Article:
14,329 km so far.
Though we’d decided to get up early and ride to “the hill”, a rainforested hilly area just outside of George Town, a half-asleep early morning resetting of the alarm meant we didn’t set off until around 10am.
Honestly, I was tempted to call the whole thing off, but Stephen convinced me it would be worthwhile.
You Drive Me Crazy
The driving in Penang is insane.
People are aggressive behind the wheel but they have a complete lack of driving ability. Very bad combination. Even though there are lots of sharrows everywhere, bikes are clearly not welcome on the cramped maze-like roads.
To make matters worse, there are barely any traffic lights around the city. Roads are one-way thoroughfares, which you have to merge into and out of if you want to turn the corner.
This meant that we had to force our way across two or three lanes of steady, fast traffic every time we wanted to make a right turn. Stephen is pretty good at this; I am not. I hate it.
It’s a shame, because in every other way, George Town/Penang seems like a great little liveable city. But I would go crazy every time I had to go anywhere.
I will let Stephen explain why he wanted to visit a Hindu temple in Malaysia.
I had heard there were some impressive Hindu temples in Penang, and thought we should try and see one or two of them.
Many of the Indians who live here came from Tamil Nadu, a state in the south of India, which is where my philosophy teacher’s teacher was from. Because of this, I felt that I would be able to relate to the temples in a way that might not be the case if the Indians here were from, say, Maharashtra.
Arulmigu Balathandayuthapani Temple, set high on the hill above Penang, is the biggest, most famous of the temples here. It is also the largest Hindu temple in Southeast Asia.
The main temple on the site is dedicated to the deity Murugan, who was Ganesha’s brother.
A smaller temple to Ganesha is situated at the bottom of the long staircase you have to climb to get to Murugan’s temple.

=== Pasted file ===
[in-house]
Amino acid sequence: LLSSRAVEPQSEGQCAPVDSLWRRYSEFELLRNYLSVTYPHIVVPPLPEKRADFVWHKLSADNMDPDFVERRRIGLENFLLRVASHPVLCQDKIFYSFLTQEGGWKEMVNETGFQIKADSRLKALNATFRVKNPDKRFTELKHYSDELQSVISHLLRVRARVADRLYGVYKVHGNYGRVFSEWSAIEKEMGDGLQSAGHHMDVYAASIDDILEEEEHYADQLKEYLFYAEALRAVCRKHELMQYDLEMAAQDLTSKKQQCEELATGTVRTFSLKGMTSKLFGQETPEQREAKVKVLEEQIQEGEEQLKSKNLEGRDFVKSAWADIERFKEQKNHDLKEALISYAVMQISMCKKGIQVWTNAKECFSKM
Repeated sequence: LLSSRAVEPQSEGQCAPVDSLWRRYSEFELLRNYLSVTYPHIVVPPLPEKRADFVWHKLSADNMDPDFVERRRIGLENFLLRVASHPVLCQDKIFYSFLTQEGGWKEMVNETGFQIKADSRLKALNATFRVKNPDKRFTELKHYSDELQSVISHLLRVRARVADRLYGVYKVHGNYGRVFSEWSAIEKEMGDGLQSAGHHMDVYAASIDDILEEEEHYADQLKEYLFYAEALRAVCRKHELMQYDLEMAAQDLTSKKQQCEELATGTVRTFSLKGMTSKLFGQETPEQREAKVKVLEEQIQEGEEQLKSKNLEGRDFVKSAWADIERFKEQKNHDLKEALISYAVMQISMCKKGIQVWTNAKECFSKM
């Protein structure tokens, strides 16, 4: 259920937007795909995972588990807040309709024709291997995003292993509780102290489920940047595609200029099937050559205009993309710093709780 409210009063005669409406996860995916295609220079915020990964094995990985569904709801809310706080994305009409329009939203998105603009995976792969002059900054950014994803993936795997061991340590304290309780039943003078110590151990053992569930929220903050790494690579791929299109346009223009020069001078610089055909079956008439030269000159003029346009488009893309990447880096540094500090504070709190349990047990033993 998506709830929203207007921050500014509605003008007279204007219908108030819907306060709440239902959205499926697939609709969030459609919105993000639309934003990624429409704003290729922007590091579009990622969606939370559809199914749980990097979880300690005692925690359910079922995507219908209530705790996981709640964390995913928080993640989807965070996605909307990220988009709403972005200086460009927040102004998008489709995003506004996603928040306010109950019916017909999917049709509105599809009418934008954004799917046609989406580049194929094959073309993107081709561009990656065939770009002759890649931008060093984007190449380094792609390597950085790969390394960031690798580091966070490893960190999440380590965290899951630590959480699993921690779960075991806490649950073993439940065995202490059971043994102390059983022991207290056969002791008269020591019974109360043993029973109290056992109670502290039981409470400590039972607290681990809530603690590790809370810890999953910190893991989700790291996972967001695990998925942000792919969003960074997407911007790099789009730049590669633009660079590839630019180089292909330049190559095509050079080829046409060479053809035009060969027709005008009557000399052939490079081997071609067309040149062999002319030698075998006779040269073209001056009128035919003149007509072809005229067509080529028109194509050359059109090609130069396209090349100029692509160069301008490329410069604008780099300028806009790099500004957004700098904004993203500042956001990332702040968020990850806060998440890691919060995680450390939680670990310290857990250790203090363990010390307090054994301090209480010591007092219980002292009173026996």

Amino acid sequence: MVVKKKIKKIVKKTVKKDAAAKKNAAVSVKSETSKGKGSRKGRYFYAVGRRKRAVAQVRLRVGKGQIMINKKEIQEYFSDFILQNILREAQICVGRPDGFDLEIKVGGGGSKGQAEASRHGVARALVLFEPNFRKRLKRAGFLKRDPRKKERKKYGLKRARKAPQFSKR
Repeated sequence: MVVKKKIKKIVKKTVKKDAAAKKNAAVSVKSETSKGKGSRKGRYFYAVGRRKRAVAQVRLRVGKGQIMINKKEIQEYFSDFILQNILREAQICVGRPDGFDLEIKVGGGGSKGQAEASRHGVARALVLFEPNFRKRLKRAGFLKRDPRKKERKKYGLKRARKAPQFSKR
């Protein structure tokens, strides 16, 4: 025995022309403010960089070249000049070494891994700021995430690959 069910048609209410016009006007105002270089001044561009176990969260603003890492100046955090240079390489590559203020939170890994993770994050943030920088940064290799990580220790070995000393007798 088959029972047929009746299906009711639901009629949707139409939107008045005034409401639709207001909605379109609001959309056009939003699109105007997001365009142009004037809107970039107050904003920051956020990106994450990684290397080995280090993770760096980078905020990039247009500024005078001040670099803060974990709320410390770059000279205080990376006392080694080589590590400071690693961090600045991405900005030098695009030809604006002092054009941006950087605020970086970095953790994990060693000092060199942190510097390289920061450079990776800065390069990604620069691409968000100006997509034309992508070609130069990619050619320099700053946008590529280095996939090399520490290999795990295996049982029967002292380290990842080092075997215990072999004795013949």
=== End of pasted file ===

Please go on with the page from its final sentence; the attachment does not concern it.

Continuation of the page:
I loved walking through the temple grounds, talking to a few priests, watching one perform a ceremony to bless a new-born boy, and seeing all the different statues to the deities I know so much about.
Jane’s note: I loved watching the monkeys eat coconuts that had been smashed at the temple.
It is strange to feel so comfortable, and at home, in a place that is so foreign.
No No No No No
A little further on from the temple is the botanic gardens, a big park-like area at the foot of the hill. On arriving, we were happy to see a nicely paved road winding through the gardens, meaning we could stay on our bikes as we appreciated the cool of the park.
We rode past the guards at the entrance, and were happily riding along the shaded, empty (except for us and a few monkeys) path. After about 10 minutes riding around, a security guard on a scooter approached us angrily.
“No no no no no,” he said, gesturing towards the exit. It didn’t take us long to figure out that he didn’t want us riding our bikes on the wide, empty road through the park.
Since I had just taken the camera out to get another picture of some monkeys, it was a minute before I was ready to leave. As I was putting the camera away, the guard kept angrily waving and pointing at Stephen.
No no no no no!
We have found that people in this city, unlike anyone we’ve met almost anywhere in Asia, like their rules. We’ve been told off for leaning our bikes against posts, for walking down a certain side alleyway, and for riding our bikes in the gardens, where there are absolutely no signs indicating you should not ride your bikes.
Ah well, we’d had enough sightseeing for one day anyway.
We turned our steeds for home and spent the rest of the afternoon working. We are now in the soft launch phase of Stephen’s new website design. There are still a few features to be added, but the bulk of the work is done. Hurrah! ♥